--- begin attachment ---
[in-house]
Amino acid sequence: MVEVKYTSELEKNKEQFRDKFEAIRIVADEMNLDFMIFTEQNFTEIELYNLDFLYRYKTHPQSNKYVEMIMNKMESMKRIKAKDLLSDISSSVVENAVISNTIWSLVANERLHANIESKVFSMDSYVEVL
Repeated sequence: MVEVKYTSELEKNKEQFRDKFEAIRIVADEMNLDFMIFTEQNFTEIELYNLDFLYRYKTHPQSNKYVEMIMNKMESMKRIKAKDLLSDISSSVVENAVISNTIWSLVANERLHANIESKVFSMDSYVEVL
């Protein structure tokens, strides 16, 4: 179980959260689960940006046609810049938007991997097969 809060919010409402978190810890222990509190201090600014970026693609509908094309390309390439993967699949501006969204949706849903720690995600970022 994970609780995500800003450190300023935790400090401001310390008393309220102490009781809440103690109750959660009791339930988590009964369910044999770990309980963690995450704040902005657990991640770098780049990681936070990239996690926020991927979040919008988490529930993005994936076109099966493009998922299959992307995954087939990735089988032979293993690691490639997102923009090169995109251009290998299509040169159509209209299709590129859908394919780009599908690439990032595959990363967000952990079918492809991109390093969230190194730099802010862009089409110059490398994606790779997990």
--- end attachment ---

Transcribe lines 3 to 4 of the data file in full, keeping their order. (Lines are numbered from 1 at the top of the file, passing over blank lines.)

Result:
Repeated sequence: MVEVKYTSELEKNKEQFRDKFEAIRIVADEMNLDFMIFTEQNFTEIELYNLDFLYRYKTHPQSNKYVEMIMNKMESMKRIKAKDLLSDISSSVVENAVISNTIWSLVANERLHANIESKVFSMDSYVEVL
């Protein structure tokens, strides 16, 4: 179980959260689960940006046609810049938007991997097969 809060919010409402978190810890222990509190201090600014970026693609509908094309390309390439993967699949501006969204949706849903720690995600970022 994970609780995500800003450190300023935790400090401001310390008393309220102490009781809440103690109750959660009791339930988590009964369910044999770990309980963690995450704040902005657990991640770098780049990681936070990239996690926020991927979040919008988490529930993005994936076109099966493009998922299959992307995954087939990735089988032979293993690691490639997102923009090169995109251009290998299509040169159509209209299709590129859908394919780009599908690439990032595959990363967000952990079918492809991109390093969230190194730099802010862009089409110059490398994606790779997990």